A series of hard attacks went a few miles into lap six, eventually shelling Gabe after he’d done a TREMENDOUS amount of work for Ian and I.  Now was the time to step it up and go with moves.  I covered a number of attacks over the rolling hills and slight cross wind sections at the tops.  Our group slimmed down significantly, as well as our gap to the charging field behind us.  Finally, Ian got up the road with three other guys.  I covered moves and sat on, and eventually Ian’s and the others’ gap grew to over a minute.  The cooperation in my, now large again, chase group decreased steadily until we got caught by a small group just off the front of the peloton as we entered the feed hill of the seventh lap.  As we crested the top, a few moves went off, which I decided not to follow since the pack was now eating us up.  Ian hadn’t made it with the other three leaders over the final hill of the sixth lap, so we were now pretty much relying on the power of the peloton to bring back the three remaining guys up the road.  With one lap to go it seemed like the gap would come down and we’d catch them, especially since there were still over 100 guys left in the peloton, but there wasn’t a concerted enough effort made by any of the teams with the numbers left.  We were down to just me, Danny, Jon, and Steve.  Steve and Danny had raced the U23 race the day before, so them just being there was a feat in itself.  No one expected anything more out of them, but Steve went to the front in the final kilometers to help reel in the break, and Danny offered to help lead me out and position me for the finish, which was a 1 kilometer gradual climb that flattened out at the top for 200 meters around a 90 degree bend.  It was a great finish for me and I was still feeling remarkably good.  But I screwed it all up big time, entering the hill about fifty guys back.  I closed a lot of gaps and came around a huge amount of people as the field shattered.  (Okay, side note: if you know you’re going to blow up a half K before the finish, why do you have to get in my way and ruin my chances?  Seriously, just stay at the back.  Have some consideration please.)  Anyways…500 meters, 400 meters, 300 meters, I was still gaining on the front little group that had gapped the weaklings.  I smashed it all out with 200 meters to go and finally came to terms with the fact that I was doomed for only a top 20 and had entered the base of the hill way, way, way too late.  I finished 18th, with the three guys off the front sticking it to the end.  I shook my head in disgust at my ill planning at the base of the hill, let out a silent curse to myself for being in the break that long and not following the right wheels, then rode around the finish area for 10 minutes searching for our van.  Recovery: pedialyte, water, recoverite, snickers, twix.  I didn’t even feel that tired.  So much legs today and such a shitty result.  That’s bike racing.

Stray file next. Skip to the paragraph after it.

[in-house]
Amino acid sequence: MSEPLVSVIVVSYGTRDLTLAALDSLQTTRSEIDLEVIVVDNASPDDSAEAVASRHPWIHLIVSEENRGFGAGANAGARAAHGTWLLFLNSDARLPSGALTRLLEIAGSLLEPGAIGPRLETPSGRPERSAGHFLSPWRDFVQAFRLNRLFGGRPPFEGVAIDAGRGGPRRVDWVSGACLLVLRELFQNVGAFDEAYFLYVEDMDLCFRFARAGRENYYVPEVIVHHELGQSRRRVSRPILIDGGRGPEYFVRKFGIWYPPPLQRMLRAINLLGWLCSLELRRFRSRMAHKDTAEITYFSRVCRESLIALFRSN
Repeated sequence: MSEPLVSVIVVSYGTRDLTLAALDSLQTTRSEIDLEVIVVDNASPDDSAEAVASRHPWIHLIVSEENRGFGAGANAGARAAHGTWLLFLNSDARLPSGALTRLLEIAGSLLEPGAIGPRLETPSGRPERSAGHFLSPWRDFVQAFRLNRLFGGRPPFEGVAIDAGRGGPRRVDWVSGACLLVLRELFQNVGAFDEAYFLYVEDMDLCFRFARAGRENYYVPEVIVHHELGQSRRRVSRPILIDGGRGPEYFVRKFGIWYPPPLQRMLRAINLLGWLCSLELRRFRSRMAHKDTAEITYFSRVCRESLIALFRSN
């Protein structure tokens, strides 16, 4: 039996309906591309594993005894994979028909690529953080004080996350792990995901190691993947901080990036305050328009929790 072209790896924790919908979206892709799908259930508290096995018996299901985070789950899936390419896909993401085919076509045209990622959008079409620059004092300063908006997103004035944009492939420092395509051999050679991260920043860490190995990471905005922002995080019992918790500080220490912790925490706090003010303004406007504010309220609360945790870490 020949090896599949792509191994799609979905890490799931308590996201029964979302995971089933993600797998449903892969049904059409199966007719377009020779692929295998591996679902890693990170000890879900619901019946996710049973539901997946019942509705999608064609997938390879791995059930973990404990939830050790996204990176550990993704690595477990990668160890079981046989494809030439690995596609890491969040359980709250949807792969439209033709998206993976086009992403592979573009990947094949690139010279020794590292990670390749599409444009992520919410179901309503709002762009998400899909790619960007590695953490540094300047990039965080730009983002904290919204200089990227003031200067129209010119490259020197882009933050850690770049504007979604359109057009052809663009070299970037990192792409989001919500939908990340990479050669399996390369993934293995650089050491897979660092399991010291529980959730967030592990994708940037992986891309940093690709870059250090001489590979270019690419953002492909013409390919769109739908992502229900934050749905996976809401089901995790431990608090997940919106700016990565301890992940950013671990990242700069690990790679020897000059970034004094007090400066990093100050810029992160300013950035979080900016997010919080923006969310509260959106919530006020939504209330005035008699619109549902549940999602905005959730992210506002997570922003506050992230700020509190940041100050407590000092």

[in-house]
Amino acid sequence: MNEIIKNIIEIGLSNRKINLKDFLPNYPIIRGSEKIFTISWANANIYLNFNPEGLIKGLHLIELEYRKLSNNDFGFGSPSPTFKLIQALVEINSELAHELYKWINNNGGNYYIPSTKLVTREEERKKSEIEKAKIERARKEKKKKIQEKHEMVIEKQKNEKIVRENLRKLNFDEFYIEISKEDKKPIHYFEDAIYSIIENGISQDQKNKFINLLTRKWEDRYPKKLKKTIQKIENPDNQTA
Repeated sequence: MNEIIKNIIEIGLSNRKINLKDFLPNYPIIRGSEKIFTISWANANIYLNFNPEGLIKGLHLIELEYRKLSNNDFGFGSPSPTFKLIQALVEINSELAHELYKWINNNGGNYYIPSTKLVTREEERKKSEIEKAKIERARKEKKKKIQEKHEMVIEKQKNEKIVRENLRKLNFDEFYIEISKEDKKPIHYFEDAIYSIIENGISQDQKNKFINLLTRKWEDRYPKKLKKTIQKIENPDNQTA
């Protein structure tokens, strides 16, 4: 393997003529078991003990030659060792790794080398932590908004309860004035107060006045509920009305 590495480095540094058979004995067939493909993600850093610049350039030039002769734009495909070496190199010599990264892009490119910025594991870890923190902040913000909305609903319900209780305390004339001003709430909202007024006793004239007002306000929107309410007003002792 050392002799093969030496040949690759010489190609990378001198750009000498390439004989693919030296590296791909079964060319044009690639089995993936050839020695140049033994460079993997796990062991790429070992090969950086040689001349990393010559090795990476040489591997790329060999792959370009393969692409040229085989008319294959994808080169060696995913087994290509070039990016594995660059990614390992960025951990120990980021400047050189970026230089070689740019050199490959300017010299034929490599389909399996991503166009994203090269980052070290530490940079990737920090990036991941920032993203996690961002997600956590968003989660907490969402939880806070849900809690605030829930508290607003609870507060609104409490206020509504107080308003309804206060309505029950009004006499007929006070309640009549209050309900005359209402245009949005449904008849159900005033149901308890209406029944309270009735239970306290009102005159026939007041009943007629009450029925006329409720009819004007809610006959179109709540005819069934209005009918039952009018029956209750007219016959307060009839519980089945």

Danny was 10th today, 10th in the U23 crit two days ago, Steve was 5th in yesterday’s U23 road race, and Logan missed out on first place in the 17/18 yr old road race by less than a tire’s width, so 2nd place.  All in all, it was a great trip with a few good results for the team and a lot of aggressive riding.  It was my first time in the true dirty south and I liked it, even though I never got to see an Alligator.

Thank you to Alan for making this trip extremely easy on us, for doing a great job in the caravan, and thanks to Marcel for feeding countless bottles to us today in the hot sun.  I leave you with this:

Crit Nationals

After bragging to Ian about how I’d stolen some of Marcel’s granola and coconut milk the day before, Ian infromed me that that granola and milk I’d stolen wasn’t Marcel’s, but his.  Uh oh.  I knew Ian would be looking for revenge in the crit, and kept a watchful eye out.  And low and behold, true to his evil spirit, Ian took his revenge.  Aproximately 2/3rds of the way through the race Ian snaked across the front of the peloton trying to put me in the fence, but caused a huge pile up of 50 riders instead, crashing out Horndog Brocal instead of me and destroying his bike in half.  After the race Alan had to drive 700 miles to Atlanta that night to pick up a new frame at Blue’s head quarters (Blue is our bike sponsor FYI).  Nah, just kidding.  That didn’t happen–the part about Ian causing the crash.  Everything else did.

Here’s a NASTY Vimeo clip of Jon’s crash.  Beware, there’s lots of blood and guts.  It’s worth a watch.

It was hot and muggy as we sat in the parking lot waiting for our race to start.  We’d set up camp in a mini blacktop Bayou.  A thick stench of septic water and urine wafted into our nostrils and eyes as we packed our backs and groins full of ice socks, trying to keep cool and our socks dry.  Alan had provided us with all the necessary tools to keep cool and hydrated for the race.  We had 80 bottles of water, six extra gallons, four or five coolers, gels, bars, all the normal powders plus a few extra kinds specifically for the heat (extra salt), enduralytes, ice socks, cold towels, and even a few liters of special prescription saline solution with 900mg of sodium per 100ml serving.  I added about 130ml in my bottles for the race.  First sip I tried to take, 15 minutes in, I squirt directly into my face by accident.  Good thing I have an extremely high pain tolerance (way higher than anyone else in the world) and I didn’t feel any discomfort as the salt water bleached my eyes.